this had the advantage that the consumer could easily read the meter and verify
consumption. The first accurate, recording electricity consumption meter was a DC
meter by Dr Hermann Aron, who patented it in 1883. Hugo Hirst of the British General
Electric Company introduced it commercially into Great Britain from 1888.[3] Unlike
their AC counterparts, DC meters did not measure energy. Instead they measured
charge in ampere-hours. Since the voltage of the supply should remain substantially
constant, the reading of the meter was proportional to actual energy consumed. For
example: if a meter recorded that 100 ampere-hours had been consumed on a 200 volt
supply, then 20 kilowatt-hours of energy had been supplied. Aron's meter recorded the
total charge used over time, and showed it on a series of clock dials.
The first specimen of the AC kilowatt-hour meter produced on the basis of Hungarian
Ott Blthy's patent and named after him was presented by the Ganz Works at the
Frankfurt Fair in the autumn of 1889, and the first induction kilowatt-hour meter was
already marketed by the factory at the end of the same year. These were the first
alternating-current watt-hour meters, known by the name of Blthy-meters. The AC
kilowatt hour meters used at present operate on the same principle as Blthy's original
invention. Also around 1889, Elihu Thomson of the American General Electric company
developed a recording watt meter (watt-hour meter) based on an ironless commutator

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A project report on Energy Meter data logging and online monitoring using Matlab and Visual Basic.

motor. This meter overcame the disadvantages of the electrochemical type and could
operate on either alternating or direct current.
In 1894 Oliver Shallenberger of the Westinghouse Electric Corporation applied the
induction principle previously used only in AC ampere-hour meters to produce a watthour meter of the modern electromechanical form, using an induction disk whose
rotational speed was made proportional to the power in the circuit. The Blthy meter
was similar to Shallenberger and Thomson meter in that they are two-phase motor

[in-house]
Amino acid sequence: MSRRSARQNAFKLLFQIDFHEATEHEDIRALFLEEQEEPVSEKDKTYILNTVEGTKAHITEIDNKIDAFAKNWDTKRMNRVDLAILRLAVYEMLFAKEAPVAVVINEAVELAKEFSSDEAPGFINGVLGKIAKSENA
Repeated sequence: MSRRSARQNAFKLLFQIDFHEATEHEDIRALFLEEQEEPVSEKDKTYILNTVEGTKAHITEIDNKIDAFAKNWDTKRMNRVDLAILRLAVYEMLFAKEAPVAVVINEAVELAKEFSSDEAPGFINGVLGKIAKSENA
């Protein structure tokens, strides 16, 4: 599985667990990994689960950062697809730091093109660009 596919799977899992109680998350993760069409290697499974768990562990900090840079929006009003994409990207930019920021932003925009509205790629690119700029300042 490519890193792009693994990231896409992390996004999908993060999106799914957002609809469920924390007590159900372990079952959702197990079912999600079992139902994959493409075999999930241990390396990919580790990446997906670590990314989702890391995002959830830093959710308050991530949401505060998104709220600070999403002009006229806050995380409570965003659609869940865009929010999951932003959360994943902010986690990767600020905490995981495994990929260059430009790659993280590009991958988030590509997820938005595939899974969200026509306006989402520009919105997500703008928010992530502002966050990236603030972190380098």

meter. Although the induction meter would only work on alternating current, it
eliminated the delicate and troublesome commutator of the Thomson design.
Shallenberger fell ill and was unable to refine his initial large and heavy design,
although he did also develop a polyphase version.
5.2 Energy Meter Reading
The most common unit of measurement on the electricity meter is the kilowatt hour
[kWh], which is equal to the amount of energy used by a load of one kilowatt over a
period of one hour, or 3,600,000 joules. Some electricity companies use the SI
megajoule instead.
Demand is normally measured in watts, but averaged over a period, most often a
quarter or half hour.
Reactive power is measured in "thousands of volt-ampere reactive-hours", (kvarh). By
convention, a "lagging" or inductive load, such as a motor, will have positive reactive
power. A "leading", or capacitive load, will have negative reactive power.
Volt-amperes measures all power passed through a distribution network, including
reactive and actual. This is equal to the product of root-mean-square volts and amperes.
Distortion of the electric current by loads is measured in several ways. Power factor is
the ratio of resistive (or real power) to volt-amperes. A capacitive load has a leading
power factor, and an inductive load has a lagging power factor. A purely resistive load
(such as a filament lamp, heater or kettle) exhibits a power factor of 1. Current